There are thousands of sites and services on the ‘net that offer domain name whois lookup services. As of last night many of them may have stopped working.
Many of them rely on fairly rudimentary software that parses the whois from Verisign (for .com and .net) and then relays the query to the registrar whois. The site or service then displays the whois output from the registrar’s whois server to you.
For “thick” registries, like .biz or any new TLD, the whois is always served directly by the registry whois server, so there’s no “referral” or extra parsing. Additional fields in thick whois therefore shouldn’t have much impact on most 3rd party whois lookup services.
So what happened?
Verisign, along with most other gTLD registries, updated their whois output last night to include some new fields namely the registrar abuse contacts:
Registrar Abuse Contact Email: firstname.lastname@example.org
Registrar Abuse Contact Phone: +xxx.xxxxx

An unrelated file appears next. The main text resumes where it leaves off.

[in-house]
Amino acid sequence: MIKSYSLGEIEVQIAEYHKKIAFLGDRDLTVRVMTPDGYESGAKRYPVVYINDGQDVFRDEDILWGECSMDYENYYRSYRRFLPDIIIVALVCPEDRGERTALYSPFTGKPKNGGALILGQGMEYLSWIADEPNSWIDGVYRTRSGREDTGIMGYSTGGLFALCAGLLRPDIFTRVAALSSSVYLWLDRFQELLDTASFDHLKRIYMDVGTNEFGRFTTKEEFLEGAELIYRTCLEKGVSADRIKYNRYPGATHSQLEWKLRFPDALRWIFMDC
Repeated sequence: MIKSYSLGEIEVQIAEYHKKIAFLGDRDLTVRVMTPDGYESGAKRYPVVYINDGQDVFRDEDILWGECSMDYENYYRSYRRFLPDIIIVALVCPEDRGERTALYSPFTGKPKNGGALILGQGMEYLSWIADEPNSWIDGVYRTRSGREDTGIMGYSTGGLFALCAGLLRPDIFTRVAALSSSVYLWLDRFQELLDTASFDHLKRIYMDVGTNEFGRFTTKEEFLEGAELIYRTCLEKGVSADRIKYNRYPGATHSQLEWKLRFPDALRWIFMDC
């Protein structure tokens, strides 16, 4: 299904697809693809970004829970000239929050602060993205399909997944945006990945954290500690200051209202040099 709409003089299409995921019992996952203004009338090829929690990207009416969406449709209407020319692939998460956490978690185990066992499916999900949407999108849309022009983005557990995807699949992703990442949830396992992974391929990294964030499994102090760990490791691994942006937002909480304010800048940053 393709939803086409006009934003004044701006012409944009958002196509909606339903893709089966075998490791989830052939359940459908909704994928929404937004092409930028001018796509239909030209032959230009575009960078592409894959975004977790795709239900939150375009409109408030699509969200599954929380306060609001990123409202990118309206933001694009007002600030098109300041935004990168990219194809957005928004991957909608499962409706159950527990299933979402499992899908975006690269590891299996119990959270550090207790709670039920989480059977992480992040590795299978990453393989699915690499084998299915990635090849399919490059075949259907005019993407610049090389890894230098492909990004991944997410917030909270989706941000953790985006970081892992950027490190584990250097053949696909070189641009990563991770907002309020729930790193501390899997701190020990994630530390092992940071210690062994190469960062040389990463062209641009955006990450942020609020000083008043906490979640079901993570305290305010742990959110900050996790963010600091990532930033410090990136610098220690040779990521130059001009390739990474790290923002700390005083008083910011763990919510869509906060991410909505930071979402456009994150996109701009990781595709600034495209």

As a result of the changes a lot of software is currently “broken” as it simply cannot cope with the new output.
Is whois broken?
No. It’s working fine. The issue is with the software clients and how they are written. A lot of them were written years ago and have hardcoded in certain settings.
From what I can see the changes in whois output only seem to be impacting .com and .net whois lookups and only with *some* software. Doing whois lookups from my Mac’s command line, for example, still works fine for “thick” registries, but is failing miserably for .com and .net.
Will this impact registrars?
Registrars generally do NOT use whois to check if domain names are available. Registrars tend to use EPP checks, zone files or other tools to see if a domain is taken or not. (And no, using DNS checks would be a terrible idea!)
There is a possible impact on *some* registrars when it comes to domain name transfers of .com and .net domain names.
However any impact is going to be short lived, as registrars will be aware of the issues and will update their software to handle the changes.
UPDATE: Here’s a fix for jwhois and similar software from Chris Pelling
In /etc/jwhois.conf (the location might vary)
find the line referencing “verisign-grs”:
whois-redirect = “.*Whois Server: (.*)”;
and replace it with:
whois-redirect = ".*Registrar WHOIS Server: (.*)";
The above changes *should* help, though it will depend on which software you are using.
Thanks to Paul Goldstone for mentioning the issue to me first 🙂